buck65small.jpg

Click here for a slideshow . All photos by Michael Alan Goldberg.

Buck 65

November 17, 2007

Johnny Brenda's, Philadelphia

Better Than: At the Movies

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Last Night: Buck 65 in Philadelphia

Dropping knowledge and science.

buck65small.jpg

Click here for a slideshow. All photos by Michael Alan Goldberg.

Buck 65

November 17, 2007

Johnny Brenda's, Philadelphia

Better Than: At the Movies with Siskel and Ebert

Note: Buck 65 comes to the Crocodile Cafe on Thursday, Nov. 29

"That song referenced Townes Van Zandt and the Cars," Nova Scotia-born alt-rapper Buck 65 (a.k.a Richard Terfry) told the crowd at Philly hipster bar Johnny Brenda's after one tune. "I'm layin' all my cards on the table." Touring behind his just-released album, Situation, Buck 65 -- plus his DJ, fellow Canadian Skratch Bastid (a.k.a Paul Murphy) -- was crazy fun as he offered up his unique blend of old-school boom-bap, country-blues, and beat-poet kicks, and plowed through a set that fans of MC Shan and Tom Waits would both appreciate.

"I'm the greatest rapper alive," Buck stated repeatedly, his tongue so firmly in his cheek even the best surgeon would have trouble removing it. But when he rhymed, his tongue often twisted in such a way that made a case for him being one of the current greats -- his dexterity was impressive as hell, and so was the tone of his voice, growly/raspy sometimes, smooth and punchy other times. Dude is hysterical, too. At various points between songs he analyzed at length the ending of Taxi Driver, and delivered a side-splitting riff on "Lord Humungus" -- the "bondage-Mussolini" guy, as he recalled, from Road Warrior. Before one tune in which Skratch Bastid chopped up samples of the Cure's "Close to Me," Buck reminisced for a while about the video: "You know, the one where they're trapped in the closet like R. Kelly, except then they go over the cliff." Lifting a scrap of paper close to his glasses, he told the crowd he was going to pay tribute to the poetry of one James Todd Smith the Third, then deadpanned his way through a surreal cover of LL Cool J's "I'm That Type of Guy."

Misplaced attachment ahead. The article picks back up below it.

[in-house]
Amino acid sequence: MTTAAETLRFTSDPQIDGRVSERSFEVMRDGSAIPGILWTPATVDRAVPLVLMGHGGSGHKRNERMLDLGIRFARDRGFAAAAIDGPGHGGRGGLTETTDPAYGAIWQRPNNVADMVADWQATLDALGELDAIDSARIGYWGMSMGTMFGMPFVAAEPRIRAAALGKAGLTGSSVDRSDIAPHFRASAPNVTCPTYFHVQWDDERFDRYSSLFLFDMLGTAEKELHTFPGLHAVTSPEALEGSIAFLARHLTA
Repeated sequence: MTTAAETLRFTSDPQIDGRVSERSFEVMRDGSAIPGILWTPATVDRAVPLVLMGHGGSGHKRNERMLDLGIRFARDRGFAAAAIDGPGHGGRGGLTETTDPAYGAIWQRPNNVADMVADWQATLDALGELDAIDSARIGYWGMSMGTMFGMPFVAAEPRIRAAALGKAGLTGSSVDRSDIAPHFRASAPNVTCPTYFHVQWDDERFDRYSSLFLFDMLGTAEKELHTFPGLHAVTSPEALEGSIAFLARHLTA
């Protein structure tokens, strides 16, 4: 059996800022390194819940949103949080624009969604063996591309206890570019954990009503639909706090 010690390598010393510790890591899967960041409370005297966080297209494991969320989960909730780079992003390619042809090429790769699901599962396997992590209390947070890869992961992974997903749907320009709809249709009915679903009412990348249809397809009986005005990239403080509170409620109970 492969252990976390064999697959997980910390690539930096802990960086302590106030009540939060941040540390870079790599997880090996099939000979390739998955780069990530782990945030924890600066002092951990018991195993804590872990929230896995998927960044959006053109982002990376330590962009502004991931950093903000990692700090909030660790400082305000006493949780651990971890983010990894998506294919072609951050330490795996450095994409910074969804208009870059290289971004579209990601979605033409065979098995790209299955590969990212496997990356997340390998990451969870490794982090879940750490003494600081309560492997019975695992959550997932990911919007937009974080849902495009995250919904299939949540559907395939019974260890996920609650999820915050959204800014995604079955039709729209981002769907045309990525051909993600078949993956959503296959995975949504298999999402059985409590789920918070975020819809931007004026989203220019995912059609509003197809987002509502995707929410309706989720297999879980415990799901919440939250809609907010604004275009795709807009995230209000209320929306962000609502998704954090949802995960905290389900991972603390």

At one point he quickly noted, "Osama Bin Laden was born in 1957. So was Steve Buscemi." A seemingly random thing to say, but then again, Situation is sort of a concept record about the '50s (the first track is titled "1957")-- with character sketches about beat cops, hobos, and girlie photographers and allusions to Allen Ginsberg and Bettie Page -- that links the culture and unease of that era to today. Coupled with older, more personal songs about relationships (women, families, friends) and life on the road, Buck was able to create moody, poignant, quite powerful moments throughout the hour-plus set, but without fail he lightened things up immediately afterward with a goofy dance or a straight-faced "Yeah, we drop knowledge and science." Greatest rapper alive? Dunno about that, but as far as a one-MC-and-one-DJ kinda show goes, this was one of the most entertaining I've ever seen.

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